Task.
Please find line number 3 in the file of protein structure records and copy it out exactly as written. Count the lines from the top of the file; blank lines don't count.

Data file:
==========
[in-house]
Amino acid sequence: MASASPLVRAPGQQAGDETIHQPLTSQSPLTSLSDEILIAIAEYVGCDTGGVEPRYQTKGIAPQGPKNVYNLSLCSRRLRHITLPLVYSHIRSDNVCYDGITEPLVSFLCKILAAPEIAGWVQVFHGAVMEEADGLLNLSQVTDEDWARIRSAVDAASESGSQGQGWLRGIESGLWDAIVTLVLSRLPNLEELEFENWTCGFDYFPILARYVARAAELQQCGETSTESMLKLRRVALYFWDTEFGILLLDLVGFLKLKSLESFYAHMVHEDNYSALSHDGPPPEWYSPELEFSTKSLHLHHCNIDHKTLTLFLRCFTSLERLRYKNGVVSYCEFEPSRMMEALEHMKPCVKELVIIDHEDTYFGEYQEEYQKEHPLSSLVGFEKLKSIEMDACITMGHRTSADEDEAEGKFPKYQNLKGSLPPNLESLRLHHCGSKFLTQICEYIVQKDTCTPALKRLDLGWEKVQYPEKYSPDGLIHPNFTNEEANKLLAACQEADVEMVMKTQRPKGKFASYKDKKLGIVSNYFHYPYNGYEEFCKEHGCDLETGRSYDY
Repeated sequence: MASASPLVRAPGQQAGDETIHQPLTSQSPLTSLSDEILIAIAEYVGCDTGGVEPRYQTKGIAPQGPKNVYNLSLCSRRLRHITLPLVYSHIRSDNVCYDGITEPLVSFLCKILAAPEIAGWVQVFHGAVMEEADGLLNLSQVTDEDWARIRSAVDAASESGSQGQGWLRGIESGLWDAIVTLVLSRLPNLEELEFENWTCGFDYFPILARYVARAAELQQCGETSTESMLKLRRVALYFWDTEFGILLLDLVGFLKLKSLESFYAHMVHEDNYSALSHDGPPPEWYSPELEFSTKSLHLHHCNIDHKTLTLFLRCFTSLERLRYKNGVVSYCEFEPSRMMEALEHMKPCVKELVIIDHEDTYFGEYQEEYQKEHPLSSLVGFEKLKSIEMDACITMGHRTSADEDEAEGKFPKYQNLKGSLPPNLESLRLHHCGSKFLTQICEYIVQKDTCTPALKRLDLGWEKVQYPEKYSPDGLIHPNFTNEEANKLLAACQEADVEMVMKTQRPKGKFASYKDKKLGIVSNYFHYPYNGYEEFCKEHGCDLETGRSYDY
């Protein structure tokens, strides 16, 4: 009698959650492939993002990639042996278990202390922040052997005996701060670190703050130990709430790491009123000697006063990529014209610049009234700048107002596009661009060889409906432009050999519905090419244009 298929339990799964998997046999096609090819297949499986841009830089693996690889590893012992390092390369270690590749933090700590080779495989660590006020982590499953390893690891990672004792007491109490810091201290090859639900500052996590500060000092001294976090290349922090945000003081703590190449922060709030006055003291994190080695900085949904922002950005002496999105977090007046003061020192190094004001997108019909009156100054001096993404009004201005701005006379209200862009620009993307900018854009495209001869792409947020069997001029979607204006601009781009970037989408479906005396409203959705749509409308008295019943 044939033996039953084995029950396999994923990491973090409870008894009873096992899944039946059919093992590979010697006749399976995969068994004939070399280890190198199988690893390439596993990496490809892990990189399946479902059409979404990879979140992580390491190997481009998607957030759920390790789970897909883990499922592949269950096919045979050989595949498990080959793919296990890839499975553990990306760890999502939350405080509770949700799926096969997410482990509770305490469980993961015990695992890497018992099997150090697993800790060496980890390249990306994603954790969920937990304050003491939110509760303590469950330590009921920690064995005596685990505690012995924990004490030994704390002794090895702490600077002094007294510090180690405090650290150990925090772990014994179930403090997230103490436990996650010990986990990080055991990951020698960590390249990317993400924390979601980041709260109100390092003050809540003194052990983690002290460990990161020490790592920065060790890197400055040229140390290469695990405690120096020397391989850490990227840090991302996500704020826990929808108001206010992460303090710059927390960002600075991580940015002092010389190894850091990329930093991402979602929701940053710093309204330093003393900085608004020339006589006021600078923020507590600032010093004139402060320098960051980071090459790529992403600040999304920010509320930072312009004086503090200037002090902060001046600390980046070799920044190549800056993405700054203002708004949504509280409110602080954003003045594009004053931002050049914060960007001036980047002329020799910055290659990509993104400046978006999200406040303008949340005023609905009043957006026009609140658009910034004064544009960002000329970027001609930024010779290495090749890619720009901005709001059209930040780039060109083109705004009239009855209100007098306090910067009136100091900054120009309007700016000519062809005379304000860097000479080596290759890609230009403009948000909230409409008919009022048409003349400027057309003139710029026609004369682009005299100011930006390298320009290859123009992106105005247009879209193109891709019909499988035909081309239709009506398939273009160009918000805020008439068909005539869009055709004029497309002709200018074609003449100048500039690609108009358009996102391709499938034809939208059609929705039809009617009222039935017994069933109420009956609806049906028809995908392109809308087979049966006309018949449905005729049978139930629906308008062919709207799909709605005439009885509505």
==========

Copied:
Repeated sequence: MASASPLVRAPGQQAGDETIHQPLTSQSPLTSLSDEILIAIAEYVGCDTGGVEPRYQTKGIAPQGPKNVYNLSLCSRRLRHITLPLVYSHIRSDNVCYDGITEPLVSFLCKILAAPEIAGWVQVFHGAVMEEADGLLNLSQVTDEDWARIRSAVDAASESGSQGQGWLRGIESGLWDAIVTLVLSRLPNLEELEFENWTCGFDYFPILARYVARAAELQQCGETSTESMLKLRRVALYFWDTEFGILLLDLVGFLKLKSLESFYAHMVHEDNYSALSHDGPPPEWYSPELEFSTKSLHLHHCNIDHKTLTLFLRCFTSLERLRYKNGVVSYCEFEPSRMMEALEHMKPCVKELVIIDHEDTYFGEYQEEYQKEHPLSSLVGFEKLKSIEMDACITMGHRTSADEDEAEGKFPKYQNLKGSLPPNLESLRLHHCGSKFLTQICEYIVQKDTCTPALKRLDLGWEKVQYPEKYSPDGLIHPNFTNEEANKLLAACQEADVEMVMKTQRPKGKFASYKDKKLGIVSNYFHYPYNGYEEFCKEHGCDLETGRSYDY